Lula Hardaway

Jan 11, 1930 – May 31, 2006 (Age 76)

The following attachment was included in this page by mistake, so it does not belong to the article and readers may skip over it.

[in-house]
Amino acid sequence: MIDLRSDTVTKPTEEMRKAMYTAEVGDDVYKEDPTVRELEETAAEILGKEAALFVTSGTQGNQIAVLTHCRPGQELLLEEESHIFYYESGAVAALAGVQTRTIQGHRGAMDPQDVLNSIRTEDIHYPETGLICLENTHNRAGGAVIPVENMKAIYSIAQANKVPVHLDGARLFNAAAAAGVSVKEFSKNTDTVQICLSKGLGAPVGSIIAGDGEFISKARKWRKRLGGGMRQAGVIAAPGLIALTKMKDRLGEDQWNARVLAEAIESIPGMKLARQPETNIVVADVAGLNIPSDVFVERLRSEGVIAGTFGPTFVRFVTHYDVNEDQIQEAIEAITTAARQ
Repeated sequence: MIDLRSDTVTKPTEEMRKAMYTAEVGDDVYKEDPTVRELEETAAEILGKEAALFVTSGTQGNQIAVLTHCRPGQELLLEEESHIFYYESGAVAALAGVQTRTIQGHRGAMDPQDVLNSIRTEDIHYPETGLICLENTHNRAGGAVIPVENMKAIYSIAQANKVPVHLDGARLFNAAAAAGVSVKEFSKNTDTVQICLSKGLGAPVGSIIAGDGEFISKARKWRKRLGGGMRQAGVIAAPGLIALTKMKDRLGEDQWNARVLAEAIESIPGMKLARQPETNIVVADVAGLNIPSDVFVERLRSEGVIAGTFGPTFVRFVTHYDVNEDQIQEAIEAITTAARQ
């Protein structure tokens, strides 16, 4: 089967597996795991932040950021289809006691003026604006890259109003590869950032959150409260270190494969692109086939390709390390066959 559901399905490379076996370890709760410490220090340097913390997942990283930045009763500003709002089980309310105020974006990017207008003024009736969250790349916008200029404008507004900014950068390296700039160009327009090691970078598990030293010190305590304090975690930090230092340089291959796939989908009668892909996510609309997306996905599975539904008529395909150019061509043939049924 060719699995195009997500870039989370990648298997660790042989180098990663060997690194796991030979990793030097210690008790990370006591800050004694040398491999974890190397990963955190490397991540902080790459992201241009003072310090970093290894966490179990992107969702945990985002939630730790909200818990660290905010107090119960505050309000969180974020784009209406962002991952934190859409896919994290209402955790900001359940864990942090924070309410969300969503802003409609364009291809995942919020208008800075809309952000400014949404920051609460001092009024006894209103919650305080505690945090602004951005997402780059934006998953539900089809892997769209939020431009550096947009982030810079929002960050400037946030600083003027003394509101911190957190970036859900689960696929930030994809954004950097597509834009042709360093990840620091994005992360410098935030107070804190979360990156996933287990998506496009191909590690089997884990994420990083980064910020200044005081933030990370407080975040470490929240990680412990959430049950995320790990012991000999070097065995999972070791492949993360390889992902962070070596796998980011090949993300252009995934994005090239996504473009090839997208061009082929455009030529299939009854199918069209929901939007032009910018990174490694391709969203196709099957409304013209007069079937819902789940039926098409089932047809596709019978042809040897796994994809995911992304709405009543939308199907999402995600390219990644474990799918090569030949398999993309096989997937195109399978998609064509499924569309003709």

Lula Mae Hardaway, mother of singer Stevie Wonder, has died. She was 76. Hardaway died May 31 in Los Angeles, Wonder's publicist Shelley Selover said Thursday. She did not know the cause of death. ``To us you are and always will be our everything! God blessed us with our only living angel,'' said a memorial comment from Wonder and other family members included in an obituary for Hardaway's Thursday funeral in Los Angeles. Hardaway is credited as a co-writer on several of Wonder's songs, including the hits ``I Was Made to Love Her'' and ``Signed, Sealed, Delivered I'm Yours.'' Hardaway was born Jan. 11, 1930, to a sharecropper in Eufaula, Ala. Her life was marked by poverty and abuse, according to interviews she gave for a 2002 biography, ``Blind Faith: The Miraculous Journey of Lula Hardaway, Stevie Wonder's Mother.'' ``She had a very, very rough upbringing. She went from house to house as a child, from relative to relative. Her parents didn't want her,'' said Stacy Brown, who co-wrote the book. At 15, she and her father moved to Indiana, where she went to work in a sewing factory. She married a much older man, Calvin Judkins, father of her children, who drank, beat her and eventually forced her into prostitution to support the family, according to the book. She eventually fled to Detroit, divorced and got work. It was in Detroit that her blind 10-year-old son, Stevie, began singing on street corners. His talent caught the eye of Motown Records founder Berry Gordy Jr., who signed him to a record contract and nicknamed him ``Little Stevie Wonder.'' His mother negotiated his first contract, Brown said. The family moved to Los Angeles in 1975, where Hardaway was known for her barbecue sauce and peach cobbler. She was a religious woman who kept Bibles on the bed, dresser and couch, according to the obituary from her family.

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